Yet you should know that any adult over 14 who is cycling on sidewalks in Toronto  can be ticketed with a $60 fine. So if you’re thinking of using the sidewalks instead of the snowy streets, ask yourself if doing so is worth your hard earned delivery money.

 

Drinking & Driving

Everyone in Ontario knows about the Reduce Impaired Driving Everywhere (RIDE) program. Under the Ontario Highway Traffic Act, police are authorized to stop and question drivers to detect drunk drivers. Yet, while you may know about the program, you may not know your rights when pulled over. Do you?

Here is a list of what you should know about rules of this program:

  • If you are pulled over and directed to provide a roadside breath test,  you are required by law to do so.  
  • Failing or refusing to provide the roadside breath sample can lead to a charge of “refuse to provide breath sample,” placing you in the same situation as being charged with an “over 80” or impaired driving
  • Your answers to the police when pulled over occur before you are arrested and cannot be used against you at trial later on (if it comes to that)  
  • R.I.D.E. gives officers the right to stop and question you  even without grounds  for believing that you are over the legal blood alcohol limit
  • Police are not allowed to perform any other investigations or searches unless there is an obvious reason (for example, if drugs are clearly visible in the car)
  • If you advise the officer you have not been drinking and there are no other signs of  impairment to give the officer a reasonable suspicion that you are drunk, the offer is required to let you continue on.
  • When admitting that you drank only a small amount of alcohol, you provide officers with a reason to conduct for a roadside Approved Screening Device (ASD) test.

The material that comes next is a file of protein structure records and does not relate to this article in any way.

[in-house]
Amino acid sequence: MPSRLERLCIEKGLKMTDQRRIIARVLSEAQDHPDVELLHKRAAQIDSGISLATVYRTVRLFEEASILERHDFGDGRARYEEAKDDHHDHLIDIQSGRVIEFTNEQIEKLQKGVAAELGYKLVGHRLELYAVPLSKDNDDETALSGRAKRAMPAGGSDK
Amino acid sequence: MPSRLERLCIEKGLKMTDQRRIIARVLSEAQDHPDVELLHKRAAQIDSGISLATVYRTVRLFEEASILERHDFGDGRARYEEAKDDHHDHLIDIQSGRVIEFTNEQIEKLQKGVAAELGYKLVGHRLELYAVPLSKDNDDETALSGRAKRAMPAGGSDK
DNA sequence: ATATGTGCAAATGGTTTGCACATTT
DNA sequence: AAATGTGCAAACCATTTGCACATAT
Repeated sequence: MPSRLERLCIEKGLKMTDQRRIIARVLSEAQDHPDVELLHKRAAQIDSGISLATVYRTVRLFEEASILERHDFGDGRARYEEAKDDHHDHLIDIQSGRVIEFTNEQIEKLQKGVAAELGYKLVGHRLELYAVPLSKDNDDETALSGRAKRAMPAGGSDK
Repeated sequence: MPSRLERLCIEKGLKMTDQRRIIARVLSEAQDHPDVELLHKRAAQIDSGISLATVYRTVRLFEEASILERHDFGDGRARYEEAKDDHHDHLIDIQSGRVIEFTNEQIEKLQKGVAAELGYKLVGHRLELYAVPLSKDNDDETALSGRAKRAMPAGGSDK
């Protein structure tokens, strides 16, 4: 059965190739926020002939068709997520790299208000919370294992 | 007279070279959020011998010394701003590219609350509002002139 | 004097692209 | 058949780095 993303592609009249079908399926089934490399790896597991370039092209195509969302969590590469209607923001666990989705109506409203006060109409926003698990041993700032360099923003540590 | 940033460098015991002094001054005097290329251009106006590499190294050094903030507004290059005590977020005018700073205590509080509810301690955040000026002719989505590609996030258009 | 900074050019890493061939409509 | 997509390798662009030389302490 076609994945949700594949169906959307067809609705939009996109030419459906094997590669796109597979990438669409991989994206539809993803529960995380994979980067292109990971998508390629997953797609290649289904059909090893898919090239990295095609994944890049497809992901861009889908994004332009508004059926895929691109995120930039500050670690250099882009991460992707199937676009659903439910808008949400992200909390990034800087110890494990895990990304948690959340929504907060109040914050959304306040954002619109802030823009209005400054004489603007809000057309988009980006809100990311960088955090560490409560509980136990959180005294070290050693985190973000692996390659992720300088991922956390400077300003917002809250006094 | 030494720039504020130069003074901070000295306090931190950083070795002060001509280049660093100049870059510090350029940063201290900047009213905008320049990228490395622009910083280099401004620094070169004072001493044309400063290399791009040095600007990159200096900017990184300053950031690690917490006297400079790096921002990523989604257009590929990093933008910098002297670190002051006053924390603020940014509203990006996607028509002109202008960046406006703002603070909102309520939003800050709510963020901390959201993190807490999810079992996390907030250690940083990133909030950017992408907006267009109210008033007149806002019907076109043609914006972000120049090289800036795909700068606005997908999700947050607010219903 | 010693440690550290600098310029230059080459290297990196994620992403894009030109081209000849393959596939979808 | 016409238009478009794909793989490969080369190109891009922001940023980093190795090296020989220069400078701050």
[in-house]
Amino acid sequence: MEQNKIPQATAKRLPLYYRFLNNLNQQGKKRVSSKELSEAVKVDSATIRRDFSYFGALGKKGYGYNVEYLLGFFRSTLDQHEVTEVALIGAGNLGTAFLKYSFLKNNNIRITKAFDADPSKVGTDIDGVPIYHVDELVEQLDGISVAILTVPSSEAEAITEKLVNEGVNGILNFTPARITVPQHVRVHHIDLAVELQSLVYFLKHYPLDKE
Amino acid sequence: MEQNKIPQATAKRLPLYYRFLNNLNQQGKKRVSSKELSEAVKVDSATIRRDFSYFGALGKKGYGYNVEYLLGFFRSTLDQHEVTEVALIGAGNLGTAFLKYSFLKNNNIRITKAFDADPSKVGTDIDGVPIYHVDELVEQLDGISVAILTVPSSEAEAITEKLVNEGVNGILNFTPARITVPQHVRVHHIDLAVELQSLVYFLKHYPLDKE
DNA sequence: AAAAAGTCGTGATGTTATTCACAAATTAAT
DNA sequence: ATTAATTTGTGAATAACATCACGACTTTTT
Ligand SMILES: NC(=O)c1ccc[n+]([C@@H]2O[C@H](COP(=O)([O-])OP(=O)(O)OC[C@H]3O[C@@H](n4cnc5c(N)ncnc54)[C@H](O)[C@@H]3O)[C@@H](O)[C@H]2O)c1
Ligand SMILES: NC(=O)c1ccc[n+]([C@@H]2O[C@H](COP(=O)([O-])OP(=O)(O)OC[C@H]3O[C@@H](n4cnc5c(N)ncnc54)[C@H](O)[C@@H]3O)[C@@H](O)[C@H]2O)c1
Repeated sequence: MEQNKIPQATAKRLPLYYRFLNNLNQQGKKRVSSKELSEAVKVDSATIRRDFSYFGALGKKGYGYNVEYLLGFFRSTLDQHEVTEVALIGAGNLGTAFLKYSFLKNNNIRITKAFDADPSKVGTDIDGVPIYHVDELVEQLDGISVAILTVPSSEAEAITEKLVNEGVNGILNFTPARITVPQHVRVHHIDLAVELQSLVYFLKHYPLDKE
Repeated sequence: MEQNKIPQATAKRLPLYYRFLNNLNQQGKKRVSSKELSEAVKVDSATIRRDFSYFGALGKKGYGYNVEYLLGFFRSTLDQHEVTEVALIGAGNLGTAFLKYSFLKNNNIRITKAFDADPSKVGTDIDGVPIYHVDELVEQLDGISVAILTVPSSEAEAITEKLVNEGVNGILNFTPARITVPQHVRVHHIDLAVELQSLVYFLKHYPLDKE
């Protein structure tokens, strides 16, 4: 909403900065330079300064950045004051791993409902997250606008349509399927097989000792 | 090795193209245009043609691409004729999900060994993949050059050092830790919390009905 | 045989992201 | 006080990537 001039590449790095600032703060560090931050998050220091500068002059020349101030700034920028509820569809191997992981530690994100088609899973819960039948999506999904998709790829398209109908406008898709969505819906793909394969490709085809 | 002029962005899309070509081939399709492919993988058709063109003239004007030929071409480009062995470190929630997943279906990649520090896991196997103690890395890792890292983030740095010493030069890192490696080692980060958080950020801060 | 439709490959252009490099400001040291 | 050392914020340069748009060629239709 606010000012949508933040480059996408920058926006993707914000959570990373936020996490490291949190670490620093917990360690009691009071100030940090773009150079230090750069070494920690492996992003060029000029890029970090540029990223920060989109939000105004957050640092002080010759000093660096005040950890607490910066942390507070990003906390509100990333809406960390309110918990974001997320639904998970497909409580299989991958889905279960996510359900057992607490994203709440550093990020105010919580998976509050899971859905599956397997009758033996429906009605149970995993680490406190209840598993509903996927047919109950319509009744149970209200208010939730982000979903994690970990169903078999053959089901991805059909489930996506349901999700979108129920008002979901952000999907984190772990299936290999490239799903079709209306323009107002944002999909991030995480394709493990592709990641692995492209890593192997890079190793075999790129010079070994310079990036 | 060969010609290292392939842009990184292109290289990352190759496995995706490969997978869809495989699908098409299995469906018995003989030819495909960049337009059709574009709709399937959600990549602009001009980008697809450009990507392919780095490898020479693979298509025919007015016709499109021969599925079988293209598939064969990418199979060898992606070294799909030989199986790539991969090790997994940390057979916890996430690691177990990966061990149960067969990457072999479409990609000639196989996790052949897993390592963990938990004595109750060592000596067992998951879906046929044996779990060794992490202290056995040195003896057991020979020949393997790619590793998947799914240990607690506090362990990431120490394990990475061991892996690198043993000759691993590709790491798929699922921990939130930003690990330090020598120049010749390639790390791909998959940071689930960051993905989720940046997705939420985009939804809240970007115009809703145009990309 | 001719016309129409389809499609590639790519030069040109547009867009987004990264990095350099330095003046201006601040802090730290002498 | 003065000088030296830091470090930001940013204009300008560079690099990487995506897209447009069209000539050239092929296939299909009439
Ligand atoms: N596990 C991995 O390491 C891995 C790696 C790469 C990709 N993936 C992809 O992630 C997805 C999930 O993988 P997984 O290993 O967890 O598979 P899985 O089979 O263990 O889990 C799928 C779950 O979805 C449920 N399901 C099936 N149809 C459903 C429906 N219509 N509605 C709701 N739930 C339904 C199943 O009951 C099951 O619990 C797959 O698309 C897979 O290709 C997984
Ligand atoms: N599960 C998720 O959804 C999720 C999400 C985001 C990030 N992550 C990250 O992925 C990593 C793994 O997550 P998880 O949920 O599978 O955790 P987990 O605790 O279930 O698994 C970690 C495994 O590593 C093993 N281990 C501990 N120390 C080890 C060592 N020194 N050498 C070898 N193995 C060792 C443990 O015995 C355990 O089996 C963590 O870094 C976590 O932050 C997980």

• Police are only allowed to ask you questions that directly pertain to your use of alcohol. You are not obliged to answer any other unrelated questions.
  • Indicators of impairment that an officer will look for include: the smell of alcohol on your breath, opened alcohol containers in the car, slurred speech, delayed reaction, disorientation, and red, glassy-looking eyes.

 

Gift Cards & Shopping Mall Cards  

Gift cards and shopping mall cards seem like the most convenient present if you know which stores your loved ones shop at frequently. Yet when buying a gift card, you don’t normally think beyond the card’s face value. But lo and behold, there are somethings you should know and tell the person you give it to.

For instance, under the Consumer Protection Act, you should not be charged extra fees for using the gift card, but shopping mall cards can charge you up to $1.50 for an activation fee. Also, businesses cannot put a tax charge on gift cards when you buy them. Moreover, while some gift cards can have an expiry date, shopping mall cards only keep their value for up to 15 months from the day it was purchased.  So be sure to read the fine print on any gift card you buy and ask the sales representatives questions regarding conditions, use, and policies you should know about.

 

Pay Parking Laws

This one may surprise you, but if you live in Toronto you will be happy to know that pay parking bylaws are not enforced in Toronto on statutory holidays— this means Christmas and Boxing Day when parking your car always seems to be the worst! Though you can still be ticketed for other violations like parking in a front a fire hydrant, it is actually up to the officer whether or not to enforce pay parking laws.

 

The above is meant for informational purposes only and not meant to be taken as legal advice. So be sure to consult a lawyer first with your particular issue.